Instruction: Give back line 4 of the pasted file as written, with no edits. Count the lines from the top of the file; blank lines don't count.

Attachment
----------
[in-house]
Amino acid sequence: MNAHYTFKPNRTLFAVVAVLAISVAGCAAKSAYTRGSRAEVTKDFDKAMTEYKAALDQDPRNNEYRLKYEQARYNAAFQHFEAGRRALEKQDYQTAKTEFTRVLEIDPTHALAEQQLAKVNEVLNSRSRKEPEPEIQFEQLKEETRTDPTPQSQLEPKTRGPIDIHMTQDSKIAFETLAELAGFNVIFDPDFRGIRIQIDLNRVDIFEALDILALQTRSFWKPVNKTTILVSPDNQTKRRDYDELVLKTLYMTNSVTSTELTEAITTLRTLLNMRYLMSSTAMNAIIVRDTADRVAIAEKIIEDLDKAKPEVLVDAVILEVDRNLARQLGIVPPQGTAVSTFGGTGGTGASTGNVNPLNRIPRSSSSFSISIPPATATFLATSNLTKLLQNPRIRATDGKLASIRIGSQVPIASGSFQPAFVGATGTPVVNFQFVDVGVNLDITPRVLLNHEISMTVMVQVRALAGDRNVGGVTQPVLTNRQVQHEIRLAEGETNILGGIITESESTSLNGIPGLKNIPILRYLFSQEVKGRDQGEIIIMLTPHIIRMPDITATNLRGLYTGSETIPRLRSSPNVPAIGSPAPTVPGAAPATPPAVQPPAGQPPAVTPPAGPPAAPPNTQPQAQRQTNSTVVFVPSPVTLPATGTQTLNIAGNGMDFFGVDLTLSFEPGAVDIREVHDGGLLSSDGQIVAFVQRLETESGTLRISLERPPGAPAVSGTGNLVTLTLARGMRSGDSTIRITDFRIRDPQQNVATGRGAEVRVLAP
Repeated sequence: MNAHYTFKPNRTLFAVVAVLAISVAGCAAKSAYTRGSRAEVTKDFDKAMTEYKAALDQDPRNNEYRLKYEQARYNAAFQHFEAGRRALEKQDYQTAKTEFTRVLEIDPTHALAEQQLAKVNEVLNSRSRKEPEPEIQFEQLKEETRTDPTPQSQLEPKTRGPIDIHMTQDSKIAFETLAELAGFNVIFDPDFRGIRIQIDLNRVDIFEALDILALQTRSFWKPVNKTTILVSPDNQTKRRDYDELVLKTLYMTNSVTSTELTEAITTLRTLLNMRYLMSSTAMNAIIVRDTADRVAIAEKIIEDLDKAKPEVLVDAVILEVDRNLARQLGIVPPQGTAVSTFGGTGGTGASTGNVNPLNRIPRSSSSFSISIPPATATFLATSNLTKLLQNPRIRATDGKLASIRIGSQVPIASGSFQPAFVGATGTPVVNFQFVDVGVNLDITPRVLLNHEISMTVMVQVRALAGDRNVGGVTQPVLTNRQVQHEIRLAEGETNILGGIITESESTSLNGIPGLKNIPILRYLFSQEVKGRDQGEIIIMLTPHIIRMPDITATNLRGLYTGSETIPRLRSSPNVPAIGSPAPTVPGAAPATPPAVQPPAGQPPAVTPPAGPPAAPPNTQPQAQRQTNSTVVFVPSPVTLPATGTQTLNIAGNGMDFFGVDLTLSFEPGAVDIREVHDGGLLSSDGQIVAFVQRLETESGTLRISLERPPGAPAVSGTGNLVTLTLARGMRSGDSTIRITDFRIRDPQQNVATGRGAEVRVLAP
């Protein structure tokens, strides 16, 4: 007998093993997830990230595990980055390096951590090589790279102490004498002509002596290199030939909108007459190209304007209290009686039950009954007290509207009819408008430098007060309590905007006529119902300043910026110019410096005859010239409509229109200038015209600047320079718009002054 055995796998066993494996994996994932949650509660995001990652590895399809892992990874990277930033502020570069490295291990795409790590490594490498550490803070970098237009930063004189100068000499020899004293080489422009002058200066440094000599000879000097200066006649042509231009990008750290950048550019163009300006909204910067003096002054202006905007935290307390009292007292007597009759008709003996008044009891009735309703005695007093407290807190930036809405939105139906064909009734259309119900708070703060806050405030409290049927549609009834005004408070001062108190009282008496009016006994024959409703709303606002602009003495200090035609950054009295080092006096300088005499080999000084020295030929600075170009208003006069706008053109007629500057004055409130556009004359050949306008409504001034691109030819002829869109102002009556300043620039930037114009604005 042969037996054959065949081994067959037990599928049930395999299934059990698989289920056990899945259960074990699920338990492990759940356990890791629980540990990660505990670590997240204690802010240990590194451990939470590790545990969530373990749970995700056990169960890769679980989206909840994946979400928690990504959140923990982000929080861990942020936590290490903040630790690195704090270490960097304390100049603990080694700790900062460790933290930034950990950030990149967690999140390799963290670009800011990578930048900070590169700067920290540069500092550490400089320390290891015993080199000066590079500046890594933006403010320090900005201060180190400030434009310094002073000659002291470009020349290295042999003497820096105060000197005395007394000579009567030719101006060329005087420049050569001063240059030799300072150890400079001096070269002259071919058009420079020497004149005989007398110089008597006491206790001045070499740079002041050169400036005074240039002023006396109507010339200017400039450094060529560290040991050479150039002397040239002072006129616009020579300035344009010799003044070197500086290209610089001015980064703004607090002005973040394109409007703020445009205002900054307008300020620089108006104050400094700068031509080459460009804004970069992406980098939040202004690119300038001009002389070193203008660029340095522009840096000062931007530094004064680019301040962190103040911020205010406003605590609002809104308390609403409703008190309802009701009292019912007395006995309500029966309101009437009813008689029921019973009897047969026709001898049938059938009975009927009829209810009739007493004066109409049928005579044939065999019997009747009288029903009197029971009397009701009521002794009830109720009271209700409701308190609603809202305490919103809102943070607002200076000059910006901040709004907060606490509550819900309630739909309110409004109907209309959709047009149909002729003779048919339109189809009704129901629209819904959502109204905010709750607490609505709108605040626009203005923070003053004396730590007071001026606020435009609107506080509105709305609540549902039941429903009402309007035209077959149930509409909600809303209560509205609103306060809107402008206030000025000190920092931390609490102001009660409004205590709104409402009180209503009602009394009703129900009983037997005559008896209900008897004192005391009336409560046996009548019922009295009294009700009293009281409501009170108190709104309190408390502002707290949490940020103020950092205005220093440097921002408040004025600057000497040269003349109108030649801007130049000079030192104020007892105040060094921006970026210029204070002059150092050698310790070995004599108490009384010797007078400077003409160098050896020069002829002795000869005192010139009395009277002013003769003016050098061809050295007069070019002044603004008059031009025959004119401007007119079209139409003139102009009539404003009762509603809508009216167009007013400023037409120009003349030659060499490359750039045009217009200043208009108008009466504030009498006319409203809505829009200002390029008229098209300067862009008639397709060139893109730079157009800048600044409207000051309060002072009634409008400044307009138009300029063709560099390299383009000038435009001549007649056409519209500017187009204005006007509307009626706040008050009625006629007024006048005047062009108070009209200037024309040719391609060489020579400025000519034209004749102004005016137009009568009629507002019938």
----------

């Protein structure tokens, strides 16, 4: 007998093993997830990230595990980055390096951590090589790279102490004498002509002596290199030939909108007459190209304007209290009686039950009954007290509207009819408008430098007060309590905007006529119902300043910026110019410096005859010239409509229109200038015209600047320079718009002054 055995796998066993494996994996994932949650509660995001990652590895399809892992990874990277930033502020570069490295291990795409790590490594490498550490803070970098237009930063004189100068000499020899004293080489422009002058200066440094000599000879000097200066006649042509231009990008750290950048550019163009300006909204910067003096002054202006905007935290307390009292007292007597009759008709003996008044009891009735309703005695007093407290807190930036809405939105139906064909009734259309119900708070703060806050405030409290049927549609009834005004408070001062108190009282008496009016006994024959409703709303606002602009003495200090035609950054009295080092006096300088005499080999000084020295030929600075170009208003006069706008053109007629500057004055409130556009004359050949306008409504001034691109030819002829869109102002009556300043620039930037114009604005 042969037996054959065949081994067959037990599928049930395999299934059990698989289920056990899945259960074990699920338990492990759940356990890791629980540990990660505990670590997240204690802010240990590194451990939470590790545990969530373990749970995700056990169960890769679980989206909840994946979400928690990504959140923990982000929080861990942020936590290490903040630790690195704090270490960097304390100049603990080694700790900062460790933290930034950990950030990149967690999140390799963290670009800011990578930048900070590169700067920290540069500092550490400089320390290891015993080199000066590079500046890594933006403010320090900005201060180190400030434009310094002073000659002291470009020349290295042999003497820096105060000197005395007394000579009567030719101006060329005087420049050569001063240059030799300072150890400079001096070269002259071919058009420079020497004149005989007398110089008597006491206790001045070499740079002041050169400036005074240039002023006396109507010339200017400039450094060529560290040991050479150039002397040239002072006129616009020579300035344009010799003044070197500086290209610089001015980064703004607090002005973040394109409007703020445009205002900054307008300020620089108006104050400094700068031509080459460009804004970069992406980098939040202004690119300038001009002389070193203008660029340095522009840096000062931007530094004064680019301040962190103040911020205010406003605590609002809104308390609403409703008190309802009701009292019912007395006995309500029966309101009437009813008689029921019973009897047969026709001898049938059938009975009927009829209810009739007493004066109409049928005579044939065999019997009747009288029903009197029971009397009701009521002794009830109720009271209700409701308190609603809202305490919103809102943070607002200076000059910006901040709004907060606490509550819900309630739909309110409004109907209309959709047009149909002729003779048919339109189809009704129901629209819904959502109204905010709750607490609505709108605040626009203005923070003053004396730590007071001026606020435009609107506080509105709305609540549902039941429903009402309007035209077959149930509409909600809303209560509205609103306060809107402008206030000025000190920092931390609490102001009660409004205590709104409402009180209503009602009394009703129900009983037997005559008896209900008897004192005391009336409560046996009548019922009295009294009700009293009281409501009170108190709104309190408390502002707290949490940020103020950092205005220093440097921002408040004025600057000497040269003349109108030649801007130049000079030192104020007892105040060094921006970026210029204070002059150092050698310790070995004599108490009384010797007078400077003409160098050896020069002829002795000869005192010139009395009277002013003769003016050098061809050295007069070019002044603004008059031009025959004119401007007119079209139409003139102009009539404003009762509603809508009216167009007013400023037409120009003349030659060499490359750039045009217009200043208009108008009466504030009498006319409203809505829009200002390029008229098209300067862009008639397709060139893109730079157009800048600044409207000051309060002072009634409008400044307009138009300029063709560099390299383009000038435009001549007649056409519209500017187009204005006007509307009626706040008050009625006629007024006048005047062009108070009209200037024309040719391609060489020579400025000519034209004749102004005016137009009568009629507002019938």